Turning around a floundering organization begins with turning around its culture. Success follows culture; culture never follows success. Like the Cubs, you may have a deep roster of talent, but without properly cultivating its capabilities, you and your team will never reach the championships. Lead the charge to set your version of the Cubs’ Way to get your culture on track. The sooner you start, the better chance you have of avoiding a century-long losing streak.

10 Leadership Quotes to Get You Through the Holidays

end of the yearAnother year, another list of great quotes that I wasn’t able to use in an article. So, in an attempt to kick off 2016 with a fresh list of topical pop culture references, the following are ten leadership quotes to inspire you through the holidays.

Jennifer Lawrence“Waking up without a purpose and going to sleep without achieving anything–like what other people call vacation or time off–makes me depressed.” —Jennifer Lawrence, Entertainment Weekly

Martin Short“I’m a writer who’s had to write out of duress. My brother-in-law, Bob Doleman is a writer, but a real writer. He wrote Willow, he wrote Far and Away. He’s always writing scripts… I write because I have an assignment. I’m going to host Saturday Night Live; I have to figure out what I’m going to do for the opening… I had a special a couple of years ago for CBC where I literally didn’t know what it was except I made the deal and then I said I gotta figure it out them. If there’s an assignment that’s the way I do it.”—Martin Short, Nerdist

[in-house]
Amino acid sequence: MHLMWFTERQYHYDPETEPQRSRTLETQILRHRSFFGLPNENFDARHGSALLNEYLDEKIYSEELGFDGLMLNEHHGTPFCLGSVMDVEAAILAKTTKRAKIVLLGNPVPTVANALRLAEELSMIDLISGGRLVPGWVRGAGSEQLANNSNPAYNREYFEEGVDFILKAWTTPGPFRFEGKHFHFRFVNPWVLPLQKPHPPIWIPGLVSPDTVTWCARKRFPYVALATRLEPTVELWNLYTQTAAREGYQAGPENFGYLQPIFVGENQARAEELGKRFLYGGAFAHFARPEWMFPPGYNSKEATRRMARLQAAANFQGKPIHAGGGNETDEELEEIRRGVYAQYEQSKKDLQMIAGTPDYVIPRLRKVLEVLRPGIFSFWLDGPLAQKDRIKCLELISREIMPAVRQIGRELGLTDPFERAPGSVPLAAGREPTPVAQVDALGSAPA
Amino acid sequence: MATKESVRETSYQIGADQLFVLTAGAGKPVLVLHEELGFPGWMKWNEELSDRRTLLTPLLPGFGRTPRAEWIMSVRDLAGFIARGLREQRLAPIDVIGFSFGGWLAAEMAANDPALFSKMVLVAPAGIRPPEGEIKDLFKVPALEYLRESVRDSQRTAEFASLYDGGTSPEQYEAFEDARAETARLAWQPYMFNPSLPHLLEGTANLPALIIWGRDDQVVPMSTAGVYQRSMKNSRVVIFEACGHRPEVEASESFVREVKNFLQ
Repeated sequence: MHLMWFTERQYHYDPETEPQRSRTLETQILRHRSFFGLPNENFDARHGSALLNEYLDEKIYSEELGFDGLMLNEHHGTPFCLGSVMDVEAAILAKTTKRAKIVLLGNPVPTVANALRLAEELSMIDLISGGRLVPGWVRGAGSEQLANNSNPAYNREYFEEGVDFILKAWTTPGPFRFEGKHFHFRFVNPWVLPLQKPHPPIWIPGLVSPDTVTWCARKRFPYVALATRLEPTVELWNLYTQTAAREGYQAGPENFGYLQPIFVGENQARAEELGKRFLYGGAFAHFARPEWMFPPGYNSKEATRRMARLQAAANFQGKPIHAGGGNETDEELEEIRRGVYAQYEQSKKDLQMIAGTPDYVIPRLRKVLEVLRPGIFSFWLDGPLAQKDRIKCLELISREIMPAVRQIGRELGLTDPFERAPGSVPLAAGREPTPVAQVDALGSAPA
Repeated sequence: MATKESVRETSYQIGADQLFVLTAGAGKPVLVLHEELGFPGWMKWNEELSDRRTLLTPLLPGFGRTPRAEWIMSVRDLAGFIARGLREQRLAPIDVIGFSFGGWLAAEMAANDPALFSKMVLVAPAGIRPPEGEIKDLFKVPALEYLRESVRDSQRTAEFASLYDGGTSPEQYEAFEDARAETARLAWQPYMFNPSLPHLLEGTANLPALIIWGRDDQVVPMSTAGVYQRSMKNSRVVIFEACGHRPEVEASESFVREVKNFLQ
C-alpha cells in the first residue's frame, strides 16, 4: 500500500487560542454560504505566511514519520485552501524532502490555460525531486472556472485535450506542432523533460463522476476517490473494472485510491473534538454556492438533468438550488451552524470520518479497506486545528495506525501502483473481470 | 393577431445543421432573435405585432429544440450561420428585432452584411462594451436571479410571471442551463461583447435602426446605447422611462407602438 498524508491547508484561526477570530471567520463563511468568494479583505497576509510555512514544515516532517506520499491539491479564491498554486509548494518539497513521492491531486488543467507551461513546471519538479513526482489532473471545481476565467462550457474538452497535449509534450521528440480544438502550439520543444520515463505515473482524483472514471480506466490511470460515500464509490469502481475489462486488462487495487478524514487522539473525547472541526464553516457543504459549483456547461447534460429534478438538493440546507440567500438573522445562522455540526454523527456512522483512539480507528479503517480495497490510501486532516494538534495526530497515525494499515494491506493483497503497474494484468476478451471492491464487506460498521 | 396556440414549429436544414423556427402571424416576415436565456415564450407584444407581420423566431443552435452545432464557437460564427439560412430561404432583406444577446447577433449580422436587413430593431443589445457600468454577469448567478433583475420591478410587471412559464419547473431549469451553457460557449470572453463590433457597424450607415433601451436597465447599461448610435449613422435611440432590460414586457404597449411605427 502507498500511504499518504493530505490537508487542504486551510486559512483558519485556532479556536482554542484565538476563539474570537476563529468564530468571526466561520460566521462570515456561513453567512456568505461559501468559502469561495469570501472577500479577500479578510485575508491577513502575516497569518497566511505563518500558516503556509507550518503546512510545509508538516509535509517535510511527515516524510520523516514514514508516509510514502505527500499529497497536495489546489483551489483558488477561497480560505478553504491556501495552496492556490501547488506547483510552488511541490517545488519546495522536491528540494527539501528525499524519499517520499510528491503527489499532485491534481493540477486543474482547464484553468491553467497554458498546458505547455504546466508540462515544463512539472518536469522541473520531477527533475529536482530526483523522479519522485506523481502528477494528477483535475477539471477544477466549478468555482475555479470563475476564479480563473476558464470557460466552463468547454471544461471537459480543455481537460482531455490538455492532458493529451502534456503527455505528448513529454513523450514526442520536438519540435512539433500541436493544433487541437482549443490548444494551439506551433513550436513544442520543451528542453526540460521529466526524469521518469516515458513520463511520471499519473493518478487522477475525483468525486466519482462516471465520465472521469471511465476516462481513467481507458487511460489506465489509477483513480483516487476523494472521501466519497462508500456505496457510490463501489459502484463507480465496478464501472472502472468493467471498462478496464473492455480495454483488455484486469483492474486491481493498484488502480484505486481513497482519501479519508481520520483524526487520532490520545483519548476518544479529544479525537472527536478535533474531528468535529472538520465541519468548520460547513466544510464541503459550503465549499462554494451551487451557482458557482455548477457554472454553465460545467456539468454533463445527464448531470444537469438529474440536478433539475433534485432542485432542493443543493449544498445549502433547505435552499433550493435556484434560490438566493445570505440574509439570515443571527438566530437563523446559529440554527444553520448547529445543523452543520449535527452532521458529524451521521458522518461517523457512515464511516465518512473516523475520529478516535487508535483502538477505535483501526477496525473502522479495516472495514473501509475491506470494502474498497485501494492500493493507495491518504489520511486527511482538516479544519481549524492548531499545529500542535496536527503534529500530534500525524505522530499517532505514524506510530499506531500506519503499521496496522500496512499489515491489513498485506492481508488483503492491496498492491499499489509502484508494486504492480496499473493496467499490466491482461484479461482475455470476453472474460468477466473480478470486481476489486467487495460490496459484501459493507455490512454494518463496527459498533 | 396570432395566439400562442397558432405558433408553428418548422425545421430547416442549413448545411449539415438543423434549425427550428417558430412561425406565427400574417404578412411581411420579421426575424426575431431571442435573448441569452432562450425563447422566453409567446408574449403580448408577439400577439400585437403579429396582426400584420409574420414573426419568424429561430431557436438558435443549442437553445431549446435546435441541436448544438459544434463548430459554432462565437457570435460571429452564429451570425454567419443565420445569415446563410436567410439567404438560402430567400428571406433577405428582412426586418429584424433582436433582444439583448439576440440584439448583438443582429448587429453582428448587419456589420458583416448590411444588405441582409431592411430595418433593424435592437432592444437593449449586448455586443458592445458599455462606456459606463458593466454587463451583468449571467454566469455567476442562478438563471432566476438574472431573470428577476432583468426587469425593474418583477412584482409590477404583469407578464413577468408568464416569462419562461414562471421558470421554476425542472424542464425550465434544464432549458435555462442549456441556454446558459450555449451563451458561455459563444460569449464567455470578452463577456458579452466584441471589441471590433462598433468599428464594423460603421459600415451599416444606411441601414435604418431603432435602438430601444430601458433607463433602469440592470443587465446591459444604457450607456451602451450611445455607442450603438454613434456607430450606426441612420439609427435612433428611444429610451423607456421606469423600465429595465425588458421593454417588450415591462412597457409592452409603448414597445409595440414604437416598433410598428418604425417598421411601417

Louis C. Kv“Whenever you leave behind failure that means you’re doing better. If you think everything you’ve done has been great, you’re probably dumb.” —Louis C. K., GQ

Adam Duritzg“I’m fascinated by anyone willing to obsessively strive for something… whether it’s becoming a scientist, or a ballerina, or a football player, I just think that’s really interesting to me and I identify with that because I’ve lived a lot of my life the same way.” —Adam Duritz, USA Today

RuPaul Charlesb“Progressive thinkers [are] people who think in terms of doing things in a way that is more effective.” —RuPaul Charles, WTF

Larry David“I remember when there was some interference from NBC with Seinfeld when we first started doing it, and fortunately I didn’t have a family at the time, so it was very easy for me to say to them, ‘No, I’m quitting. I’m not going to do that. I don’t want to do that and I can’t do it.’ And for me, it wasn’t a big deal to just pack up and go home… That’s the first piece of advice I’ll give anybody who wants to get into this: Don’t have a family for a while, until you’re successful, because it will just make it very hard to ever get out of things and you’ll always have to compromise.” —Larry David, NPR

Dax Shepard“People judge you by your actions, not by your intentions.” —Dax Shepard, Off Camera

Don Henley“[To trigger creativity] you do a simple task. I’ve written some of my best stuff while unloading the dishwasher because you’re distracted — and yet you’re not. I’ve read Zen masters talking about the same thing. Plus, of course, you get brownie points with your wife.” —Don Henley, Rolling Stone

Ronda Rousey“Somehow, self-deprecation is considered modesty and my confidence was considered arrogance, and it’s considered a bad thing to compliment yourself. We’re always told to compliment everyone around you and talk yourself down. I don’t know how we’re expected to look at ourselves healthily if we’re told to talk about ourselves negatively.” —Ronda Rousey, Esquire

Taylor Swift“I think the tiniest little thing can change the course of your day, which can change the course of your year, which can change who you are.” —Taylor Swift, Seventeen

 

Have a happy, healthy and productive new year! See you in 2016.

David